Rafael Nadal buys villa in the Dominican Republic

Rafael Nadal, the Spanish tennis superstar, buys villa in the Dominican Republic.

He looked into the Dominican Republic’s excellent real estate market, climate, security and the friendliness of its people.

He liked what he saw and decided to purchase a beautiful waterfront villa in one of the Dominican Republic’s most exclusive resorts.

The Spaniard, the number two tennis player in the world, is now the proud owner of a luxury villa in the “Playa Nueva Romana” resort, a project developed by the Piñero Group, situated in the country’s eastern region.

“The Dominican Republic has extraordinary weather, which is crucial not only for athletes, as well as for everyone else.

It’s almost as if I were near my country because the language is the same, it’s a solid investment and I have full trust in the Piñeiro Group,” said Nadal during a recently held press conference.

 A tennis legend

The Dominican Minister of Tourism, Francisco Javier Garcia, said during the press conference that having someone like Rafael Nadal invest in the Dominican Republic is truly invaluable. He said that Nadal’s confidence in the country is good for Dominican tourism and sports.

“This is a meaningful event for the Dominican Republic, for both the sports and tourism sectors, because this talented young man is an icon, a living legend that honors us with his presence, not as a tourist, but as another Dominican,” Minister Garcia told the press.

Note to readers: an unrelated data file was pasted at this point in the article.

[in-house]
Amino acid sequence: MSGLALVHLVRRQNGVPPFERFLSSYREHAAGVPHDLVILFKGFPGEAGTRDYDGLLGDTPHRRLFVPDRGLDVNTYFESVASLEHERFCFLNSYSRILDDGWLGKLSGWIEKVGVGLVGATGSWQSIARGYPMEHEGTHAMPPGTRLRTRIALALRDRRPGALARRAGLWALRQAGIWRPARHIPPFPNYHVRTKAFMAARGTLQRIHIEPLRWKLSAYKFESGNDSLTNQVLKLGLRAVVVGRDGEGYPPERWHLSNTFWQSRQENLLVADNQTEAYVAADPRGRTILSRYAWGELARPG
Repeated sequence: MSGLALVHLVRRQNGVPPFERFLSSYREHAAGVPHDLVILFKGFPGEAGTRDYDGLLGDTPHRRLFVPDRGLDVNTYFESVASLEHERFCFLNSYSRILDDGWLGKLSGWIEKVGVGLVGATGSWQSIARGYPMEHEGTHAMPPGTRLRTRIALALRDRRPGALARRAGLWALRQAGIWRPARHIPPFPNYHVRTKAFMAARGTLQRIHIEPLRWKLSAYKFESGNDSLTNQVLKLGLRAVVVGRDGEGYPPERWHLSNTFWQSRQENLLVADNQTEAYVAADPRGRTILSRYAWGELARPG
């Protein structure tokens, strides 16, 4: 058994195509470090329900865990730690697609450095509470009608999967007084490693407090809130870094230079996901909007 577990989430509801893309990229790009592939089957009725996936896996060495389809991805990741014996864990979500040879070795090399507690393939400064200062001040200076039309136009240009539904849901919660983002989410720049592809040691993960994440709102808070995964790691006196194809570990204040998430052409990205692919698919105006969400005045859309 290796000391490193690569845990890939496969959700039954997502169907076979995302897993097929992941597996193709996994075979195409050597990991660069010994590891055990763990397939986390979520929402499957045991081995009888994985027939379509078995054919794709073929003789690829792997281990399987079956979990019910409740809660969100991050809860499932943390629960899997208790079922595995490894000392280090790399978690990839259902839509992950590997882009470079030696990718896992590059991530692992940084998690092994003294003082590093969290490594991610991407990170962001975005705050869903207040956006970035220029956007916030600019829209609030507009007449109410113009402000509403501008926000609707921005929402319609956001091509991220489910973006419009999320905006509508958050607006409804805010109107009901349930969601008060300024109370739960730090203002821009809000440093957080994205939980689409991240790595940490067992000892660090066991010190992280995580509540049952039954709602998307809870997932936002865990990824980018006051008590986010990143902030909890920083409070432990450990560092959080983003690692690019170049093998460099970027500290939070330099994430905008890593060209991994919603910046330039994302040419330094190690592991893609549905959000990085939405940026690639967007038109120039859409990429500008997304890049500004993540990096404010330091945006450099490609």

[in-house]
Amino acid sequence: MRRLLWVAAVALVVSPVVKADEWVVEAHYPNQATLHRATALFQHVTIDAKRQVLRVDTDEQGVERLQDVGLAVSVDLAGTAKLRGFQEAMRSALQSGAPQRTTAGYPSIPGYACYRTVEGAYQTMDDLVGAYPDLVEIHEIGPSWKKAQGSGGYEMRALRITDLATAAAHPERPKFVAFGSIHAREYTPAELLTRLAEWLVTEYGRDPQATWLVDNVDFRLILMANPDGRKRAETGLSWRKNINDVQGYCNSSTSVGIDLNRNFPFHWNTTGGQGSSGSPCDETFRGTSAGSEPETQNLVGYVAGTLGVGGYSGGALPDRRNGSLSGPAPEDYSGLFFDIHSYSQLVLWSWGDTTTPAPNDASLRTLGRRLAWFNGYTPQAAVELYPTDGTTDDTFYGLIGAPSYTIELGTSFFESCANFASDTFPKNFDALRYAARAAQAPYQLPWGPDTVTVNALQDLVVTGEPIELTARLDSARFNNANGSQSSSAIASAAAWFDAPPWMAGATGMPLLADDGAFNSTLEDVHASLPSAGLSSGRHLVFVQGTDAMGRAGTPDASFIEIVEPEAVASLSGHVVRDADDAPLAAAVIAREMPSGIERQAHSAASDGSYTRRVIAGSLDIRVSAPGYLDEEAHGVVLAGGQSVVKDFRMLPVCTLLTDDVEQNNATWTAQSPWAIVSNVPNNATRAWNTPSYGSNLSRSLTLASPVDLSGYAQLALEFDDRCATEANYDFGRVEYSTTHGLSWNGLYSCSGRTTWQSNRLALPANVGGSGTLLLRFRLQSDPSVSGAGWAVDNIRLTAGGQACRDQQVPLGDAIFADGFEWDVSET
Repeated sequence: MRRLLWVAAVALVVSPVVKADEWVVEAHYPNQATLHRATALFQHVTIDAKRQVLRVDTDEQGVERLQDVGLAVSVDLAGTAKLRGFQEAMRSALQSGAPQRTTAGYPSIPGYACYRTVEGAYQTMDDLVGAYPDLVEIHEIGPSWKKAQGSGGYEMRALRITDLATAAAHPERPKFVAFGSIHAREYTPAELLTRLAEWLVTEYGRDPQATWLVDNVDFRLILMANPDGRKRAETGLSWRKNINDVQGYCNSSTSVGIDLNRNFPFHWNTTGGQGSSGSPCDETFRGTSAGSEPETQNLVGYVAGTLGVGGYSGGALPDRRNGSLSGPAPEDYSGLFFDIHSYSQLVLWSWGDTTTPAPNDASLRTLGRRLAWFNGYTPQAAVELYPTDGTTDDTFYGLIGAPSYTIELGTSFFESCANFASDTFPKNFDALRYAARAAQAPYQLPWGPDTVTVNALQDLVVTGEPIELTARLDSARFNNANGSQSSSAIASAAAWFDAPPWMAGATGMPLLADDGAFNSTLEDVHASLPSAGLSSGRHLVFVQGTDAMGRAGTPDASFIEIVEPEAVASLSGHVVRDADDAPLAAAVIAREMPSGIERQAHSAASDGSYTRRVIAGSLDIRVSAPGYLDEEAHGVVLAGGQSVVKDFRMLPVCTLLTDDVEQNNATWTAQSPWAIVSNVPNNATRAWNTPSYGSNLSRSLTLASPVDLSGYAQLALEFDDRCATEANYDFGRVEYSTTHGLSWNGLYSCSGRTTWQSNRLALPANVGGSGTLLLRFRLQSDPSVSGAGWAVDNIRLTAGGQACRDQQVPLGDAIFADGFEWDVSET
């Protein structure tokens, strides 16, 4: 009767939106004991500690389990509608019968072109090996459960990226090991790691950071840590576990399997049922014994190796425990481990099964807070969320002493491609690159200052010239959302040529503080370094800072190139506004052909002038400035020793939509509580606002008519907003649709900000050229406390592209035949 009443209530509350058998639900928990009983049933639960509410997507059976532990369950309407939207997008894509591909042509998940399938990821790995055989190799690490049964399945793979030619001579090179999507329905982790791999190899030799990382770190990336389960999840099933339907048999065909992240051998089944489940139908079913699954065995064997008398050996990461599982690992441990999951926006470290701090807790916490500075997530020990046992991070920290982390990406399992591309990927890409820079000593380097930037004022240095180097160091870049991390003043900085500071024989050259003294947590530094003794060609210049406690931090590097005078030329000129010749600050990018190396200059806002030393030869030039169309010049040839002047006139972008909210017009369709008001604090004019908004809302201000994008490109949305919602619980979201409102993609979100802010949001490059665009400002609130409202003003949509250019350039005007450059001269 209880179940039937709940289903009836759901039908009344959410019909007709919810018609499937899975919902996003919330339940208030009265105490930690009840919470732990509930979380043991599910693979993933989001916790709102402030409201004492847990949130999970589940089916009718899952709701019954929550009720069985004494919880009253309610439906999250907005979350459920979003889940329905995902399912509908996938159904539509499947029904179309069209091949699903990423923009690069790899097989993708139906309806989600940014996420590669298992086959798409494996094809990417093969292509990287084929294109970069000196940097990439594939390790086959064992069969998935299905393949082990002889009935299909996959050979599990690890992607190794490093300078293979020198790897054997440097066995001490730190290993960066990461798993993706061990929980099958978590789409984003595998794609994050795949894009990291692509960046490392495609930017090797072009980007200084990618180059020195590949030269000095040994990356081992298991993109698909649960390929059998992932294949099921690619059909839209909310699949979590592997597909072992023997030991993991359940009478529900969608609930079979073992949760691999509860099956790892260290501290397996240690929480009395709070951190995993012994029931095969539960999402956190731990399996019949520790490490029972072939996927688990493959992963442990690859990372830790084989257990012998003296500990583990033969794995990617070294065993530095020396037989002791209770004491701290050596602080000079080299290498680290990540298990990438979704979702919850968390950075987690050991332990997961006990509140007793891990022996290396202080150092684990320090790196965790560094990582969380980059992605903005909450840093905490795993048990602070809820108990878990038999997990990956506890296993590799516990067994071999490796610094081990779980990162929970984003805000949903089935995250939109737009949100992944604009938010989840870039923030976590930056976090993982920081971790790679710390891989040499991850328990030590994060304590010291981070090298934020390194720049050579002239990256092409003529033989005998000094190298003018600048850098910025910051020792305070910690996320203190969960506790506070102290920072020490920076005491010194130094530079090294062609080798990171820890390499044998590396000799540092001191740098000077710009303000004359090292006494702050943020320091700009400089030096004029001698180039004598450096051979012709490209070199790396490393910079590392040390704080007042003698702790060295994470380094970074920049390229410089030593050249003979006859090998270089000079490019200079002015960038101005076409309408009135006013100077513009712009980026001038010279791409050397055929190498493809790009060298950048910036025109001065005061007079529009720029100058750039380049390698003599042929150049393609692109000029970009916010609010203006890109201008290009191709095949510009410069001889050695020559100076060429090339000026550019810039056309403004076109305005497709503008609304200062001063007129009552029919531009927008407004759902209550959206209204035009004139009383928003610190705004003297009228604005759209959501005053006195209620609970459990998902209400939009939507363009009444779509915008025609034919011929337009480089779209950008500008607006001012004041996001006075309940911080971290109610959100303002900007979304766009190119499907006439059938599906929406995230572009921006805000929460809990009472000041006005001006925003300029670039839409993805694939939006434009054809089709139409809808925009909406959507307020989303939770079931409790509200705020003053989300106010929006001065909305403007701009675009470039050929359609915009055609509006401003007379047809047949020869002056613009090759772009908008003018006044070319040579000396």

“Playa Nueva Romana”

The “Playa Nueva Romana” features two golf courses, apartments and villas, a shopping center and marina, all on two kilometers of a perfect Caribbean beach.

The resort is situated some 30 minutes from La Romana International Airport, and one hour from Santo Domingo’s international airport.

 

“Playa Alicia”: Sosua’s latest natural wonder

Sosua beaches – One of them is Playa Alicia

2015

Playa Alicia

As if it wasn’t enough that the Dominican Republic’s north coast offers some of the country’s most beautiful and pristine beaches, now the beachfront tourism community of Sosua has been awarded yet another gift of nature – Playa Alicia.

The new beach began forming in 2003 when, to the surprise of locals and tourists, white sand brought in by ocean currents began to accumulate near the picturesque village of “El Batey.”  The village was founded in 1938 by 500 Jewish immigrants who traveled to this remote area in their attempts to run away from Nazi Europe. The Dominican government allowed them to settle in this particular area.

It took a few years for “Playa Alicia” – or Water Front beach, as it is currently called – to form. During the 1950’s and 1960’s the area was used as a dumping ground for leftovers from a local slaughter house.

This situation attracted lots of sharks to the nearby waters. Sosua is a resort community characterized by small and quaint hotels, apartments and villas.

The town offers visitors a diverse range of local and international restaurants. All-inclusive hotels, such as the ones that characterize the country’s easternmost region, are almost non-existent in this particular town. (Jose Luis Chavez, text, and photos).

Today, Playa “Alicia” has become one of Sosua’s most beautiful natural attractions. The beach can be found at the end of Calle Dr. Rosen in Parque Mirador Sur. The small park is a lovely place to watch the most beautiful sunsets while sitting on a bench and enjoying a cold Presidente beer.